How to Charge BMW Battery [Full Guide]

Today we’ll take a look at how to charge a 12V battery in your BMW. You’ll also learn how the BMW battery charging process is different from conventional systems. 

Let’s get started. 

Where to Connect The Trickle Charger?

If your BMW is equipped with a lead-acid or AGM battery in combination with an intelligent battery sensor (IBS), you must connect the trickle charger at the jump-start terminal points in the engine bay. 

This way the IBS will recognize the charging. If you charge the battery directly at battery terminals or removed it from the car, this could lead to misinterpretation of the battery condition or unwanted check control messages and fault memory entries. 

For BMWs with lithium-ion 12V batteries, you can use both jump-start terminals and battery leads. BMWs with lithium-ion batteries use built-in battery electronics instead of intelligent battery sensors (IBS). 

Forget The Cigarette Lighter Socket

The 12V charging socket is supplied with voltage by the power distribution box via relay. This relay drops out after the ignition is turned off. This means that the trickle charger will be disconnected from the battery.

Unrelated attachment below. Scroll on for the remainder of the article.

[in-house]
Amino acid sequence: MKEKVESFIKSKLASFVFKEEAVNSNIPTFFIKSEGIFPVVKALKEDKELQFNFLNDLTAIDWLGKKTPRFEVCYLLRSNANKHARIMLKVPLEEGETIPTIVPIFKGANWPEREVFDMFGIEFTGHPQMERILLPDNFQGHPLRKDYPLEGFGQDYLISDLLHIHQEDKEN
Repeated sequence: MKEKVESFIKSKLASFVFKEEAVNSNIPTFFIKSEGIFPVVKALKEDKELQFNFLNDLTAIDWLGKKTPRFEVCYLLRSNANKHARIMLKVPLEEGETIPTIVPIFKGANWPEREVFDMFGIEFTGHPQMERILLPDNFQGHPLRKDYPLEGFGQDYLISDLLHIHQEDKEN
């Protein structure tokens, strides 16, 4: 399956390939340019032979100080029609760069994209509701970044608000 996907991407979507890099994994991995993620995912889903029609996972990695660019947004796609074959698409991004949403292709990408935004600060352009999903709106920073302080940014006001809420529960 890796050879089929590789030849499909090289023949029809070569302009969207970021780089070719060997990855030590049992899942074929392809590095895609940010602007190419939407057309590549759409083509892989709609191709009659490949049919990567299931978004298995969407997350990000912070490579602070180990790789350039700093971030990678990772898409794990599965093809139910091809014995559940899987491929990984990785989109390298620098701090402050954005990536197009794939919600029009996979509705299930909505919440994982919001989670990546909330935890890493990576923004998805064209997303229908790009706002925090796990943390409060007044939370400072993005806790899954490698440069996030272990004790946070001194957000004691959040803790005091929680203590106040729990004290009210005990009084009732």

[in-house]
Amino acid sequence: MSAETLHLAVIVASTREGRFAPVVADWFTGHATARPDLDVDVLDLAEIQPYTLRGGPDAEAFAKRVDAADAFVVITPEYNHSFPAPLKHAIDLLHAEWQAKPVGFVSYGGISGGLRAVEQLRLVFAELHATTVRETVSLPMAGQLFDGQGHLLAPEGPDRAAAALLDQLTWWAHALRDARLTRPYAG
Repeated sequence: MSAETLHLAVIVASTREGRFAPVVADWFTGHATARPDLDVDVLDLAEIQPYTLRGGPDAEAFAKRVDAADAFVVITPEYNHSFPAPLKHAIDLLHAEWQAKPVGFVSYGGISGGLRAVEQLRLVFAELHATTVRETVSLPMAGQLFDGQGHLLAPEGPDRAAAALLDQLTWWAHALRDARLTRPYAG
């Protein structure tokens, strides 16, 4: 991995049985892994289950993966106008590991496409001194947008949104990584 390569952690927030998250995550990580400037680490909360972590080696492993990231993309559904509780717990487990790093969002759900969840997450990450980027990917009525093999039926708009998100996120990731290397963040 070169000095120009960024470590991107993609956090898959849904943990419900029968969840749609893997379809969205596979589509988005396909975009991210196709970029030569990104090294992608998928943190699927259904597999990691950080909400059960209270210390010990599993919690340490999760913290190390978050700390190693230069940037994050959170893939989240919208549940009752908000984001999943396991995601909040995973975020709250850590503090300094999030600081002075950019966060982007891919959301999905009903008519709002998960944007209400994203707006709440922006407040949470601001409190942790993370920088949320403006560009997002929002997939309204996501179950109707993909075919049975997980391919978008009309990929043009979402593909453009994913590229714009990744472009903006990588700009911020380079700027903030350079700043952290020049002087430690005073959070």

Which Battery Charger to Use? 

Theoretically, you can use any 12V automotive battery charger, but I strongly recommend using a trickle charger. If you are willing to invest some $150-200 for a battery charger, look no further than CTEK MUS4.3 Test&Charge. 

Pay attention when charging a lithium-ion battery! The charging voltage generated by standard chargers for lead-acid or AGM batteries is too high for the lithium-ion battery. 

If you want a charger for both normal and lithium-ion batteries, I recommend going with a BMW Accessory Battery Charger (made by CTEK for BMW). The price is about the same as CTEK.

How Long Does it Take to Charge a Battery? 

This solely depends on the battery state of charge (SoC) and size (Ah). For most BMW batteries (80-110Ah) charging an empty battery will take about 20 to 30 hours with a 4-6 ampere charger. To boost the battery enough to start the engine will take about 4-6 hours. 

Charging The Battery While Driving 

If you’re considering charging the battery enough to start the engine, and then let the alternator do its job, do it only as the last option. Some people think they can just jump-start a car and drive around to recharge the battery, but it doesn’t work this way.